Nairobi — President Uhuru Kenyatta on Sunday urged the church to scale up its partnership with the Government in spreading the gospel of peace in the country. He said the church was strategically positioned to build a cohesive Kenya where the 42 million citizens can co-exist harmoniously.
"The church is not just the bishop or pastors and in the same way Kenya is not about the President or the Deputy President by the 42 million of us and if we work together we are bound to grow this nation beyond," said Kenyatta. He pointed out that for Government to succeed on its agenda of transforming the country and building a prosperous nation, all stakeholders including the church should be fully involved.
Kenyatta asked the church to continue praying for the country to overcome the challenges faced, adding that with God in control, everything was possible. "For the prayers for my deputy and myself we know the world is full of challenges and we believe that God can never give one something that they cannot overcome and we believe that God is in control and we will continue with the vision that we have," he said.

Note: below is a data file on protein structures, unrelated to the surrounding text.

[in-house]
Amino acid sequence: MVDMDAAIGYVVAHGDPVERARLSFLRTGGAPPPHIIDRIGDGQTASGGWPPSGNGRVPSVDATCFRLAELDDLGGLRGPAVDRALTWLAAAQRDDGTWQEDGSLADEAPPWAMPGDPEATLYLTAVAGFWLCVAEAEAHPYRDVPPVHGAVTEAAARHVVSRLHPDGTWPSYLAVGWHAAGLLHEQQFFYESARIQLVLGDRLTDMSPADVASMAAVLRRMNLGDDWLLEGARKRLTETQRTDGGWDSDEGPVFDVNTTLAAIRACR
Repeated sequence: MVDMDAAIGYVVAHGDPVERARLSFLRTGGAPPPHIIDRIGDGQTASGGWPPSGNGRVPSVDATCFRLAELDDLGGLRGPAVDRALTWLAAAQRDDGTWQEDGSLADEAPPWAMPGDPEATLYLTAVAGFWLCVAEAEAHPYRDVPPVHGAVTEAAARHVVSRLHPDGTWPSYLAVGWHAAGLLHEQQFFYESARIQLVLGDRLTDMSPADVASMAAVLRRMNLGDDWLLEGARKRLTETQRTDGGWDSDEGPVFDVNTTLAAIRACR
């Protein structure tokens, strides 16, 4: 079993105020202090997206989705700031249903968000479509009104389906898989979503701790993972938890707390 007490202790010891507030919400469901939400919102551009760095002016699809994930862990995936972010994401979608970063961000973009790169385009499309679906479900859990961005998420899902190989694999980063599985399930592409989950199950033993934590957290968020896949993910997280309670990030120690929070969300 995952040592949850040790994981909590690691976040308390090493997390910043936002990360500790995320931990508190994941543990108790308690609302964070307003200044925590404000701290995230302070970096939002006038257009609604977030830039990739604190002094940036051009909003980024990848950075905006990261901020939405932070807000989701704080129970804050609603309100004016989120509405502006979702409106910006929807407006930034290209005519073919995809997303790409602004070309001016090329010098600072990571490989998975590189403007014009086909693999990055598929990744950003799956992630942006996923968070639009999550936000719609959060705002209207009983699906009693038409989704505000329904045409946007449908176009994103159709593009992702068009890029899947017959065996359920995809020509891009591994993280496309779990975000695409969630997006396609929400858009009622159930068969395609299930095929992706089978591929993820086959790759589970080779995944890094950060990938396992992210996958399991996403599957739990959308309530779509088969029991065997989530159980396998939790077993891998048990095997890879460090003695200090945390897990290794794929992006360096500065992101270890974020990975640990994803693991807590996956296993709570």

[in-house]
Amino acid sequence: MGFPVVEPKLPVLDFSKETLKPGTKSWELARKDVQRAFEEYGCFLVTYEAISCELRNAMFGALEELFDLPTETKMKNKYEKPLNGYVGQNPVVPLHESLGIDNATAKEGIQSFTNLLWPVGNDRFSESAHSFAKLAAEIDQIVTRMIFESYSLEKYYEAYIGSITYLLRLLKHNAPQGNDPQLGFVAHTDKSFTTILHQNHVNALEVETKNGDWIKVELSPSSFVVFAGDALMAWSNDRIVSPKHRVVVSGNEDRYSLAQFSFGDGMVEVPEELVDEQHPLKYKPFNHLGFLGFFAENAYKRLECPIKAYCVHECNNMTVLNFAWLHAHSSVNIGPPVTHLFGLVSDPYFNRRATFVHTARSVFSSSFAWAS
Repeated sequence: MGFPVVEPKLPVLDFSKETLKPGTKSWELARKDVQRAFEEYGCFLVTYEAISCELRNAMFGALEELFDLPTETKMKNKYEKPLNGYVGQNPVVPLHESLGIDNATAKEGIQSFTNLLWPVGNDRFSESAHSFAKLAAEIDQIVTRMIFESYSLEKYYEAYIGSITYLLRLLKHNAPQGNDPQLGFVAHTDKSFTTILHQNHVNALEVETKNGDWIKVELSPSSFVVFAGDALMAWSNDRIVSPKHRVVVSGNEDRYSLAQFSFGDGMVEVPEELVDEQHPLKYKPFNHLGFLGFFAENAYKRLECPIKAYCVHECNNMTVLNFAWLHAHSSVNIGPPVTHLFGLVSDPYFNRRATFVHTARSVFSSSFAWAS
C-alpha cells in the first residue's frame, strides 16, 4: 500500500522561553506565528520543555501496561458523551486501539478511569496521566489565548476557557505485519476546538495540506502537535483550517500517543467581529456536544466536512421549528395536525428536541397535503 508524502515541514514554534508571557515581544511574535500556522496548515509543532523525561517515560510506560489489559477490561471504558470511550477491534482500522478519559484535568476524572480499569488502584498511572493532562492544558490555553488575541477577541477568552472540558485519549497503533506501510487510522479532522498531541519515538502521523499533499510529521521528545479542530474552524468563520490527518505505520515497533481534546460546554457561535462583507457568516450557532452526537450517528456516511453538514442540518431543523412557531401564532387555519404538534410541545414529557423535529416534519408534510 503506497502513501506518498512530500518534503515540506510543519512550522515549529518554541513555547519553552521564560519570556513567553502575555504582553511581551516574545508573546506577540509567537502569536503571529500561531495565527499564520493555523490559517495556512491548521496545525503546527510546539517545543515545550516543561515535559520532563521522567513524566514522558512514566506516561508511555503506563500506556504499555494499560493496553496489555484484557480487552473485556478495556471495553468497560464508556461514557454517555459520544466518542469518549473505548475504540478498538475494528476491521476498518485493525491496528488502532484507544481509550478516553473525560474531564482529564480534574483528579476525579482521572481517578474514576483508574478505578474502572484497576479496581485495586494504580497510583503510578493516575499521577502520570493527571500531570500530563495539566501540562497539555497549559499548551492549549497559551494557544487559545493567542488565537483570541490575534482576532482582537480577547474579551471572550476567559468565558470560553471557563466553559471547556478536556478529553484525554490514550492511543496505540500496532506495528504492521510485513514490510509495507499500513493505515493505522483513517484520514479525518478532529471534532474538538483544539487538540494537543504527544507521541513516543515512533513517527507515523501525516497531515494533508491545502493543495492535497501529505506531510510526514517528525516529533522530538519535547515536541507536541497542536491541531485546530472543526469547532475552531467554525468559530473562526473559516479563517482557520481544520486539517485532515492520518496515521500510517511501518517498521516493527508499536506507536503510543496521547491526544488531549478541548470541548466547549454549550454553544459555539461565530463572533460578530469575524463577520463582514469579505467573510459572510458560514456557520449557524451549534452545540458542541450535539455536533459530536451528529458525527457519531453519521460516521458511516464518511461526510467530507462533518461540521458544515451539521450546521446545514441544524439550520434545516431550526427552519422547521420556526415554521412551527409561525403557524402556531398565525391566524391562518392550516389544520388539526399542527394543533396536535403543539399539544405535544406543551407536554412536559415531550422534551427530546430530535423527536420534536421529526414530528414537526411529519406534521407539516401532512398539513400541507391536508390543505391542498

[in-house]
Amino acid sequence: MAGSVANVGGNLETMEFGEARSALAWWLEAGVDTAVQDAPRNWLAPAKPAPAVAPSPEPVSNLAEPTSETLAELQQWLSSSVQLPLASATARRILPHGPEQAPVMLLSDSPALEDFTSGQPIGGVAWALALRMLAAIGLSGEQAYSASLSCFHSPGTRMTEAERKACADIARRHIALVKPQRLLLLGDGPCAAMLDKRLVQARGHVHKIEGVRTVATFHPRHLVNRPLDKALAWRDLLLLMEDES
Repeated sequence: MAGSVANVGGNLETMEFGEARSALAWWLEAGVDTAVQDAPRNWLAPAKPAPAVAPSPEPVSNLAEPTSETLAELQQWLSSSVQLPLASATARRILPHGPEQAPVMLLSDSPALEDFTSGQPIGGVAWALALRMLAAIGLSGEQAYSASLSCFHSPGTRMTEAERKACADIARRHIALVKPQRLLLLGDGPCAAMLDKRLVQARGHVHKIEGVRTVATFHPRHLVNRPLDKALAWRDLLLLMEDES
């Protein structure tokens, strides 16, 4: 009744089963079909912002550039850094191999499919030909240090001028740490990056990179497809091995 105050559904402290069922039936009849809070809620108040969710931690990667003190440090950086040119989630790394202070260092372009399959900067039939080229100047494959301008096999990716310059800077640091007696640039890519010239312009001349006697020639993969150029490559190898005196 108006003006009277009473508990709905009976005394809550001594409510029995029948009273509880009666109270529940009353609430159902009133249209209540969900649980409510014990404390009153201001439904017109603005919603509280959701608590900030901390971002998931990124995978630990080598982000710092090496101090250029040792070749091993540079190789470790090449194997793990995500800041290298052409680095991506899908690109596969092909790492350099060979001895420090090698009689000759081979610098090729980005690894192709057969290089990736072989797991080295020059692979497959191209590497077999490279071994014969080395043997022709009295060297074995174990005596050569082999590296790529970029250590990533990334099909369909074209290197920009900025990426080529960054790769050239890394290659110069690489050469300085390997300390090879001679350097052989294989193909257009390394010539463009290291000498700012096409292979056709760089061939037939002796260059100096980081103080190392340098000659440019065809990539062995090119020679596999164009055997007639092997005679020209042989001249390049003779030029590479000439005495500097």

The President spoke on Sunday at Good Shepherd African Gospel Church (AGC), Ngong Road, during a Sunday service. He had earlier laid the foundation stone for the church headquarters. Speaking during the occasion, Deputy President William Ruto appealed to Kenyans to support development projects initiated by churches.
The Deputy President said: "Give to Caesar what belongs to him. Also give to God what is due to Him." Leader of the AGC Church, Bishop Langat also led special prayers for the President, the Deputy President, other leaders and the nation for the prevailing peace to be maintained. Ruto is scheduled to leave the country on Monday headed to The Hague for the opening of the ICC trials.
However concerns were raised after the International Criminal Court released a new schedule that will have both Kenyatta and Ruto at The Hague for a month. A civil society has already moved to court to bar the two leaders from attending the upcoming trials because it would cause a constitutional crisis and a leadership vacuum.
But the ICC insists that international laws supersede national laws.